How Do Watches Reflect the Times?

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For many watch collectors and luxury watch enthusiasts, it is the legacy behind their favorite timepieces that fuels their passion and intrigue. To create a luxury wristwatch that will stand the test of time, watchmakers must master the art and science of watchmaking, incorporating technical innovations and changing aesthetics over time to meet the needs of contemporary consumers. Designed to last a lifetime, watches are meant to be handed down from one generation to another and in the process, they offer insights into the past that go beyond telling time. 


First Rolex Oyster Perpetual Model, 1931
Early Rolex models, like the first Oyster Perpetual model from 1931 shown in the photo above, adhere to an elegant aesthetic that is now reserved for dress watches. In the 1920s and 1930s, men's fashion trended toward tailored suits, with sweaters and jackets considered casual. The Fashionisto offers a glimpse at depression-era fashion in this post on 1930s men's fashion. The fact that men wore suits almost exclusively when leaving the house makes it logical that the wristwatches they wore would seem formal and dressy based on current trends. These days, the idea of wetting a dress watch with a leather strap seems almost reckless, with so many waterproof stainless steel dive watches available. Back then, however, wearing anything other than a dress watch would have been considered a faux pas.
First Submariner, Milgauss and GMT Models from the 1950s
After World War II, men's fashion became less rigid and suits began to be replaced by more casual clothing, especially by the youth. It was an age of exploration, with submarines exploring the ocean floor and airlines like Pan Am offering passengers the chance to see the world. This decade also saw the introduction of the stainless steel tool watches that dominate the market today. The first Submariner, Milgauss and GMT models were all introduced in the mid-1950s and have seen little change since then in terms of aesthetic. Rolex still offered dress watches, like their popular Datejust model, but innovations in watchmaking allowed them to apply their craft to making watches that do more than just tell time.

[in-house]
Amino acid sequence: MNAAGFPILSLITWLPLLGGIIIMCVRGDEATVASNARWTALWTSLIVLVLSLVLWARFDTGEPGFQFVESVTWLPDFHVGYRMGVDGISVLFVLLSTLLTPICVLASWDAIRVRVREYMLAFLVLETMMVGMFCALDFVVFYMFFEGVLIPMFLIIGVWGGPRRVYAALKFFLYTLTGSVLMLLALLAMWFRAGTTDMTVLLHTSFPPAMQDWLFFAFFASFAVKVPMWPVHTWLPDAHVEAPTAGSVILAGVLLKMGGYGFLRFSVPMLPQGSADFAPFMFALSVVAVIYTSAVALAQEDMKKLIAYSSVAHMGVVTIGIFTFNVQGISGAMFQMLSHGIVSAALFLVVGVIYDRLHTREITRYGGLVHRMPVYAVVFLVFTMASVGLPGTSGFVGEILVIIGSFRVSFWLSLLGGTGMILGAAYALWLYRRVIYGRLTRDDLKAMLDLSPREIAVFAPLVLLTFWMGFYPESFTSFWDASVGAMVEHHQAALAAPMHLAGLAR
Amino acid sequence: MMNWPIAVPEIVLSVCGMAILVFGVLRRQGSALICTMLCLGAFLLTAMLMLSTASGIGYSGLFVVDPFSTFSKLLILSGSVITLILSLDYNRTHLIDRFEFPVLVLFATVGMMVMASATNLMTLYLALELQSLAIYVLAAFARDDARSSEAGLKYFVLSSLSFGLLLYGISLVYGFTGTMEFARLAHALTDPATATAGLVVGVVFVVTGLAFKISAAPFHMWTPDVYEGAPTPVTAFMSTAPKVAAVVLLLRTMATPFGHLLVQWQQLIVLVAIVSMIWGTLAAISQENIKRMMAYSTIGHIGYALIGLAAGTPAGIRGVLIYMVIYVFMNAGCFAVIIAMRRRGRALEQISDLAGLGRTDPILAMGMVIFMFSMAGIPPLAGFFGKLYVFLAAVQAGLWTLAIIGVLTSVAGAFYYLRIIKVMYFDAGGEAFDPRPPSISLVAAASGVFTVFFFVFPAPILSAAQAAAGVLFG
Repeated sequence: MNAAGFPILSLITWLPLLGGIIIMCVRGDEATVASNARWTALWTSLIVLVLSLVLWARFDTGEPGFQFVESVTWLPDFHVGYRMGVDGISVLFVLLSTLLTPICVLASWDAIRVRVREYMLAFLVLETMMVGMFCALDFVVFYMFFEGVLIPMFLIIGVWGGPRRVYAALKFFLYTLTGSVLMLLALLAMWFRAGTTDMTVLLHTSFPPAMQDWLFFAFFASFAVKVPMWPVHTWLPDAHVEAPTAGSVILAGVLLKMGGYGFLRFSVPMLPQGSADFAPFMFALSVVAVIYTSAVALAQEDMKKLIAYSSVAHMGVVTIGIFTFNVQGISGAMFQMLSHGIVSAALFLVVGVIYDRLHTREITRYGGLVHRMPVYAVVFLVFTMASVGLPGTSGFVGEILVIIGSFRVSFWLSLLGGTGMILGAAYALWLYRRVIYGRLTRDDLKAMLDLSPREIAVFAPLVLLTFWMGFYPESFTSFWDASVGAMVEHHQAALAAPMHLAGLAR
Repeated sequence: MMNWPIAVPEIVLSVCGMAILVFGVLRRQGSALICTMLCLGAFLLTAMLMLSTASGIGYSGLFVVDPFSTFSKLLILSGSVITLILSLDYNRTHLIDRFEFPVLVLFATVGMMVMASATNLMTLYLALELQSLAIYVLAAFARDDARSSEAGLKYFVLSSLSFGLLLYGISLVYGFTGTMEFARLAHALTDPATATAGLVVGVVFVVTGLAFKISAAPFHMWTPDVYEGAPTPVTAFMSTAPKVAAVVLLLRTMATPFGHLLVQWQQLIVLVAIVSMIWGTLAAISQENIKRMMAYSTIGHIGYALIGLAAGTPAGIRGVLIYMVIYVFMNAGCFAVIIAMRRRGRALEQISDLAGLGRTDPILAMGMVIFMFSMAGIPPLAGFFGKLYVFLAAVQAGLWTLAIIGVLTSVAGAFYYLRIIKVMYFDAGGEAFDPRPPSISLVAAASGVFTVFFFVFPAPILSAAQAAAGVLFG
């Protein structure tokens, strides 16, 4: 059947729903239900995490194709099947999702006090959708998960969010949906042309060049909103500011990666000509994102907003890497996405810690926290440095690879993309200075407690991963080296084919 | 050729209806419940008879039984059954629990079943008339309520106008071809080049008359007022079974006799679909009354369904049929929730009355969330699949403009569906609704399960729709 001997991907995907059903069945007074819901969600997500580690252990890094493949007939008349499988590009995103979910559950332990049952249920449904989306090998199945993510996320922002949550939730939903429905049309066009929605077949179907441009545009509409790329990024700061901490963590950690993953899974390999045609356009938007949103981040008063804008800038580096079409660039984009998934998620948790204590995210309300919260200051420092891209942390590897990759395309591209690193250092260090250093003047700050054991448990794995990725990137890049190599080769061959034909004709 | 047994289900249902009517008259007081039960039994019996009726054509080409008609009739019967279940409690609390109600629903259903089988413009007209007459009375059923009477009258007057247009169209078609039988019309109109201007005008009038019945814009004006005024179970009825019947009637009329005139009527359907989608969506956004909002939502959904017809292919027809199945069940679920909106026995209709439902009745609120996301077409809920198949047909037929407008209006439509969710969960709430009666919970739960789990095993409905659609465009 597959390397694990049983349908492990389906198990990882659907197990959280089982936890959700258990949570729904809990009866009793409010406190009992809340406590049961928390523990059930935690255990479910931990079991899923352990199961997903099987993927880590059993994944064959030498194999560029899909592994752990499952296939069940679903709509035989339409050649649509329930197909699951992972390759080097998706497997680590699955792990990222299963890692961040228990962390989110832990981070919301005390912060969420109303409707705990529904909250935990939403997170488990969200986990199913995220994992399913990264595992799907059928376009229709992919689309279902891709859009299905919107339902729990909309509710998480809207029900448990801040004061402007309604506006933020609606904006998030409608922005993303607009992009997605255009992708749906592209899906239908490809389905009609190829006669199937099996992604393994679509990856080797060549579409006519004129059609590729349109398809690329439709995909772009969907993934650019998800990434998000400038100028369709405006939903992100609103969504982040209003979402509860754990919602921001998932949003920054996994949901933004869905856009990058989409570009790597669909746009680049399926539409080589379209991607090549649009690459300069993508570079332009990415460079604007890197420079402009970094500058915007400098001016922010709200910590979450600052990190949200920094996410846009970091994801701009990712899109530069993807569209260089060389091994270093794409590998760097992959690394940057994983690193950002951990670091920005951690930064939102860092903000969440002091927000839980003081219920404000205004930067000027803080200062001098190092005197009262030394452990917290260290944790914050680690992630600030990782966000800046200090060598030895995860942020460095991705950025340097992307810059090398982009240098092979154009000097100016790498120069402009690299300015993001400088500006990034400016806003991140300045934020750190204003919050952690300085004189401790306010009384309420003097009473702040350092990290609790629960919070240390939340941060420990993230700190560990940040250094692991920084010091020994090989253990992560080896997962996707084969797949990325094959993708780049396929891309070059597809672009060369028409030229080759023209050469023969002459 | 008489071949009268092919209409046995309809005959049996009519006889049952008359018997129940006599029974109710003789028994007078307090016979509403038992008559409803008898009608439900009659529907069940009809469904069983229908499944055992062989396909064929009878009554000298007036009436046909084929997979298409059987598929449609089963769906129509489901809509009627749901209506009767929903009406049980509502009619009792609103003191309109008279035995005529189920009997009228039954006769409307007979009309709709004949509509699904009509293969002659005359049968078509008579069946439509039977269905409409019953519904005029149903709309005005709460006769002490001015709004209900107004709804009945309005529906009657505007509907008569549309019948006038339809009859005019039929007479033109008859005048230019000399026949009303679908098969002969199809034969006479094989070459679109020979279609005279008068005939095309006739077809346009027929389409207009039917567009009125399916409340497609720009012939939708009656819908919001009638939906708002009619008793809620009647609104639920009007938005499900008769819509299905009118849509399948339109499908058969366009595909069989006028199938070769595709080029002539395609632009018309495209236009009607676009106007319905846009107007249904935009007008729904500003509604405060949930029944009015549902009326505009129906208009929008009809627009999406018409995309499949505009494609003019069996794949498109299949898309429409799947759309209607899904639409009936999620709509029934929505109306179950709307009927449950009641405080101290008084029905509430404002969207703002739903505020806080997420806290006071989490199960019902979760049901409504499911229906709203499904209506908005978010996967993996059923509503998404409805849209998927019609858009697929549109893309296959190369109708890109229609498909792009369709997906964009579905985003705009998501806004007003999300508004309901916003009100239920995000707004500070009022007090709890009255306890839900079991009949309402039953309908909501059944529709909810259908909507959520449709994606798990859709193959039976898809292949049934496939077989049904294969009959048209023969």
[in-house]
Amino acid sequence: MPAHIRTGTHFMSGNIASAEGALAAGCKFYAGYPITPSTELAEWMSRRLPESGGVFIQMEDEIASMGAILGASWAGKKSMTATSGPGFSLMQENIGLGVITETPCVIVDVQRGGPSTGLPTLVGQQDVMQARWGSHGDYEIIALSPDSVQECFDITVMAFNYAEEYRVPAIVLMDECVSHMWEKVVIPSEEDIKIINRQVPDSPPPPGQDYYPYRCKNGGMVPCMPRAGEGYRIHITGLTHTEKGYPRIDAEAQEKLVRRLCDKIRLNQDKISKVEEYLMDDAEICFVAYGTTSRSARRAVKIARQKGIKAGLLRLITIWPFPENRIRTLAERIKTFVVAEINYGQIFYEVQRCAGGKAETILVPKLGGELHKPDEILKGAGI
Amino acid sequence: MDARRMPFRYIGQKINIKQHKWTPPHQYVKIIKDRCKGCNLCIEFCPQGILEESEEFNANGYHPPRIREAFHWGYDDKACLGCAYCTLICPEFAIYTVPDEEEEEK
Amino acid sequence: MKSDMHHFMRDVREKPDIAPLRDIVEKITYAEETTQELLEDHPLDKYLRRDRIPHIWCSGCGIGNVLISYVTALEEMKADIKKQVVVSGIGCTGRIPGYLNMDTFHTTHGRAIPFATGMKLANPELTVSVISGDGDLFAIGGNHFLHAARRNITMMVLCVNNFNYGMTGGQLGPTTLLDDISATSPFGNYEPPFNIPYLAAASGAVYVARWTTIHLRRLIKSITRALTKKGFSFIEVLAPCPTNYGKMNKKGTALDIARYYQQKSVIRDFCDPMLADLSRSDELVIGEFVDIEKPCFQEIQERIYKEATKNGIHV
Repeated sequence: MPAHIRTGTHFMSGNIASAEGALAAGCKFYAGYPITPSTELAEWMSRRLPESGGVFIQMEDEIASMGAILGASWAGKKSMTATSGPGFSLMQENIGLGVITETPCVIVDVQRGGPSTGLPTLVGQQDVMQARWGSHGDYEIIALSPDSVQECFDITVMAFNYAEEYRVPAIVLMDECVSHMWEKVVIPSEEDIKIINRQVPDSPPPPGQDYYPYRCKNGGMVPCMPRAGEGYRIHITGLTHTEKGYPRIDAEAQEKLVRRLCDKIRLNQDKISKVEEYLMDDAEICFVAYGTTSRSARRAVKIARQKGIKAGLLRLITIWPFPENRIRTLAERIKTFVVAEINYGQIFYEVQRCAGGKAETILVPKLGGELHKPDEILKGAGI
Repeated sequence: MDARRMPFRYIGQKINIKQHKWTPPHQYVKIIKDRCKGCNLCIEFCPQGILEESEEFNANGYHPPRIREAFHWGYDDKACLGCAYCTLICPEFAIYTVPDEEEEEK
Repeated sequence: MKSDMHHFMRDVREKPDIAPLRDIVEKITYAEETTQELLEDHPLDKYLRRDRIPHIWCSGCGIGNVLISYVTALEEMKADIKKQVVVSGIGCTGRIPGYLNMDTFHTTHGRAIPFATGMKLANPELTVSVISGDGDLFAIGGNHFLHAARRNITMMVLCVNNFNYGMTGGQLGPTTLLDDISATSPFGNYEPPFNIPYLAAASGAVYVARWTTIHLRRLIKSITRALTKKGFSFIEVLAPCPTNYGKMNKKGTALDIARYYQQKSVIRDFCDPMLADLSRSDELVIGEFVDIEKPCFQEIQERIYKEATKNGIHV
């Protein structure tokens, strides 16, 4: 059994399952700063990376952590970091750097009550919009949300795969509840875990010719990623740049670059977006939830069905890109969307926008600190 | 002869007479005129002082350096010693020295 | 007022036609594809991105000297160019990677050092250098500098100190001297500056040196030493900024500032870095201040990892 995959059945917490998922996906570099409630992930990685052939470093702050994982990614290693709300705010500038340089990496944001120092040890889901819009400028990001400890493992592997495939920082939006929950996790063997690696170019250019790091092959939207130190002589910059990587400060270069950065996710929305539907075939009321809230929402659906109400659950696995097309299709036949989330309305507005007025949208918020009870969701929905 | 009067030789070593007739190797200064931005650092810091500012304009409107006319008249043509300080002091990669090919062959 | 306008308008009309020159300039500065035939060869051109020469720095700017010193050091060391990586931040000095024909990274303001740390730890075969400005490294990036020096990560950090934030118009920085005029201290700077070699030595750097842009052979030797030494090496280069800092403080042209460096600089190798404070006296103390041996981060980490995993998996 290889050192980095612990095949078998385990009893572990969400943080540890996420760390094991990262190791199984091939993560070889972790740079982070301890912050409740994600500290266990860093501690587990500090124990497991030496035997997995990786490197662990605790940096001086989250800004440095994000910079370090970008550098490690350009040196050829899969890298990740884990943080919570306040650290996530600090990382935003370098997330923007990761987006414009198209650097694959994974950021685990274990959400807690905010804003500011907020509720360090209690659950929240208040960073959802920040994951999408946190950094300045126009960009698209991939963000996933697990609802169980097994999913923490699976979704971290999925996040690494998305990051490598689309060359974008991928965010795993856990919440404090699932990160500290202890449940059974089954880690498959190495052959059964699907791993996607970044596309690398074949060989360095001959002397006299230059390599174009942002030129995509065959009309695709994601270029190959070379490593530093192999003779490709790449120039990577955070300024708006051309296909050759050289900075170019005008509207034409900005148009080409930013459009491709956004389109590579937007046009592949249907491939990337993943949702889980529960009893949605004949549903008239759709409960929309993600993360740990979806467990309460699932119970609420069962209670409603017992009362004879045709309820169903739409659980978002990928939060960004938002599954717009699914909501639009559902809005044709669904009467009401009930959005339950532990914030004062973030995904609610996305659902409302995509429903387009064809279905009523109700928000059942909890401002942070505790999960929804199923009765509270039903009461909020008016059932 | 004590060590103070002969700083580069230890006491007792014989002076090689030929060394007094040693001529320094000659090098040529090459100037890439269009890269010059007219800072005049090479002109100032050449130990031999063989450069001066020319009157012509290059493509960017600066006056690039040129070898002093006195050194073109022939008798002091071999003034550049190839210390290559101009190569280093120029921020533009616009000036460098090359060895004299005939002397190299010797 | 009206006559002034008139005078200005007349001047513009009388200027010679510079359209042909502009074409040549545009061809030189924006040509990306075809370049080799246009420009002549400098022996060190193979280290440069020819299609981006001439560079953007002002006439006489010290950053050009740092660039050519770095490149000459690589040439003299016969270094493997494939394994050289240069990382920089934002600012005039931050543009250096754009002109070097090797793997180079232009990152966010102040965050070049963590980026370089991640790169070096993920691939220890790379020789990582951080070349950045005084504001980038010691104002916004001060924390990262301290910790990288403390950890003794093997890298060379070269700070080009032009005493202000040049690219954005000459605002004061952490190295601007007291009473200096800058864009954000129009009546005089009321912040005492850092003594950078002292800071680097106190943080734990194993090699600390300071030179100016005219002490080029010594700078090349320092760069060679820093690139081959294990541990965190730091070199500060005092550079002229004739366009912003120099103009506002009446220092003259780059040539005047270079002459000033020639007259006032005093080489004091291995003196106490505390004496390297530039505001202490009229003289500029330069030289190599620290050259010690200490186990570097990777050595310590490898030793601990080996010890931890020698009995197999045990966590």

Apple Watches
Advances in technology would affect the Swiss watchmaking industry in the 1970s and 1980s with the advancement of quartz movements. This technical innovation saw the end of many traditional Swiss watchmakers, with companies like Rolex incorporating the technology into their watches to stay above the trend. Many call it the quartz crisis, while others attribute the growth of companies like Rolex after the 1980s to the fact that many other luxury watchmakers in their industry ceased operations as a result. Technology is still affecting the luxury watch industry today with the advent of the smartwatch. I recently covered the rise of the Apple watch in post found here. I don't believe that smartwatches will take customers away from companies like Rolex, but they still represent an innovation in watchmaking that is reflective of the tech boom of the past decades.

Rolex's 2016 Yacht-Master II and Deepsea models
While technology and innovation with always play an important part in the watchmaking industry, the current trend in luxury watches is size. In 2007 and 2008, Rolex released their largest wristwatches, the Yacht-Master II and Deepsea models shown in the photo above. With 44mm cases, these nautical tool watches offer contemporary customers Rolex watches that size up to the large cases offered by companies like Panerai. Size matters these days and while many would advise against wearing one of these models with a suit, the reality is that men's fashion is far more sporty now that it ever has been. Many work environments now allow for rolled up or even short sleeves, freeing men from the restrictions of a suit and tie and allowing them to accessorize with tool watches instead of traditional dress watches.

As society moves forward and technology with it, luxury watches follow suit. Collectors and enthusiasts appreciate the combination of craftsmanship and design aesthetic that have gone into creating the wristwatch models that have endured for decades, offering them a glimpse into the ingenuity and sensibilities of days past. What the future holds for luxury watches remains to be seen, but one thing is for certain: wristwatches are designed to tell the time, but they are also telling of the times.

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